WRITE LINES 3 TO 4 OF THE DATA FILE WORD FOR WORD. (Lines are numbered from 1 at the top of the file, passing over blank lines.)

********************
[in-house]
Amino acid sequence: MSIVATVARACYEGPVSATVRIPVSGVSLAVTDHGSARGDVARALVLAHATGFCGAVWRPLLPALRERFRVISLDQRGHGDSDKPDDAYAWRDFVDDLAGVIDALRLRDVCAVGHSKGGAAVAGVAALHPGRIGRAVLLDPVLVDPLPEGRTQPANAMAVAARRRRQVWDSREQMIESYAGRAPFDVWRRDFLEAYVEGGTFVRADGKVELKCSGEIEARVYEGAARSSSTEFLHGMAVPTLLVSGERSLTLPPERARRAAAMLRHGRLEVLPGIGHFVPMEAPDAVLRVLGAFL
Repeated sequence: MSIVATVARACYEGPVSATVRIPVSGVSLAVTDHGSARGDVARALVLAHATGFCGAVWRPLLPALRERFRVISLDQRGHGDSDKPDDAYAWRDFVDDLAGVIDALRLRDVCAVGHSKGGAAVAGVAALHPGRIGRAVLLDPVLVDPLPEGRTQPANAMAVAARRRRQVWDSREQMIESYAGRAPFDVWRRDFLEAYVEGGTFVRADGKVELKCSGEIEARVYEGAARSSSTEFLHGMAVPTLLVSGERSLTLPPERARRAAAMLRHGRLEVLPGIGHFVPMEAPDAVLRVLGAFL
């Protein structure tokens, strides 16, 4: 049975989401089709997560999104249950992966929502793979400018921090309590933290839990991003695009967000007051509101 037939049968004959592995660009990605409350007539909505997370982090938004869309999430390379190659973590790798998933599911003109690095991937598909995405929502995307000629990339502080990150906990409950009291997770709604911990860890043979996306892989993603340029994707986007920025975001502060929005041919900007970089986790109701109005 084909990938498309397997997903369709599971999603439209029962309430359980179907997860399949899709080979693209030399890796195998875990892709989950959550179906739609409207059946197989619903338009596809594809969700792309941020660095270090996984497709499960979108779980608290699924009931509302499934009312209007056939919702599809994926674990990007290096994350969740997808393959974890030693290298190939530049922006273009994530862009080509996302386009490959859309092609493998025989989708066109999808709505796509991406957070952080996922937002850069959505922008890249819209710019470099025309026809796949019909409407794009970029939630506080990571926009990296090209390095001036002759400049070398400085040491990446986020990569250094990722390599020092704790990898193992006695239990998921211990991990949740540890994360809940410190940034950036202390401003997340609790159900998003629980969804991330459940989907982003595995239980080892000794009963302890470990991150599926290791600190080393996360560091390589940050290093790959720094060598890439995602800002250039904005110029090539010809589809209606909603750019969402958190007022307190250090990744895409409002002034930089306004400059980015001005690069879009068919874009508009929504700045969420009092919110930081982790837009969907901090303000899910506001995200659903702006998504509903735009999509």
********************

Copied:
Repeated sequence: MSIVATVARACYEGPVSATVRIPVSGVSLAVTDHGSARGDVARALVLAHATGFCGAVWRPLLPALRERFRVISLDQRGHGDSDKPDDAYAWRDFVDDLAGVIDALRLRDVCAVGHSKGGAAVAGVAALHPGRIGRAVLLDPVLVDPLPEGRTQPANAMAVAARRRRQVWDSREQMIESYAGRAPFDVWRRDFLEAYVEGGTFVRADGKVELKCSGEIEARVYEGAARSSSTEFLHGMAVPTLLVSGERSLTLPPERARRAAAMLRHGRLEVLPGIGHFVPMEAPDAVLRVLGAFL
């Protein structure tokens, strides 16, 4: 049975989401089709997560999104249950992966929502793979400018921090309590933290839990991003695009967000007051509101 037939049968004959592995660009990605409350007539909505997370982090938004869309999430390379190659973590790798998933599911003109690095991937598909995405929502995307000629990339502080990150906990409950009291997770709604911990860890043979996306892989993603340029994707986007920025975001502060929005041919900007970089986790109701109005 084909990938498309397997997903369709599971999603439209029962309430359980179907997860399949899709080979693209030399890796195998875990892709989950959550179906739609409207059946197989619903338009596809594809969700792309941020660095270090996984497709499960979108779980608290699924009931509302499934009312209007056939919702599809994926674990990007290096994350969740997808393959974890030693290298190939530049922006273009994530862009080509996302386009490959859309092609493998025989989708066109999808709505796509991406957070952080996922937002850069959505922008890249819209710019470099025309026809796949019909409407794009970029939630506080990571926009990296090209390095001036002759400049070398400085040491990446986020990569250094990722390599020092704790990898193992006695239990998921211990991990949740540890994360809940410190940034950036202390401003997340609790159900998003629980969804991330459940989907982003595995239980080892000794009963302890470990991150599926290791600190080393996360560091390589940050290093790959720094060598890439995602800002250039904005110029090539010809589809209606909603750019969402958190007022307190250090990744895409409002002034930089306004400059980015001005690069879009068919874009508009929504700045969420009092919110930081982790837009969907901090303000899910506001995200659903702006998504509903735009999509």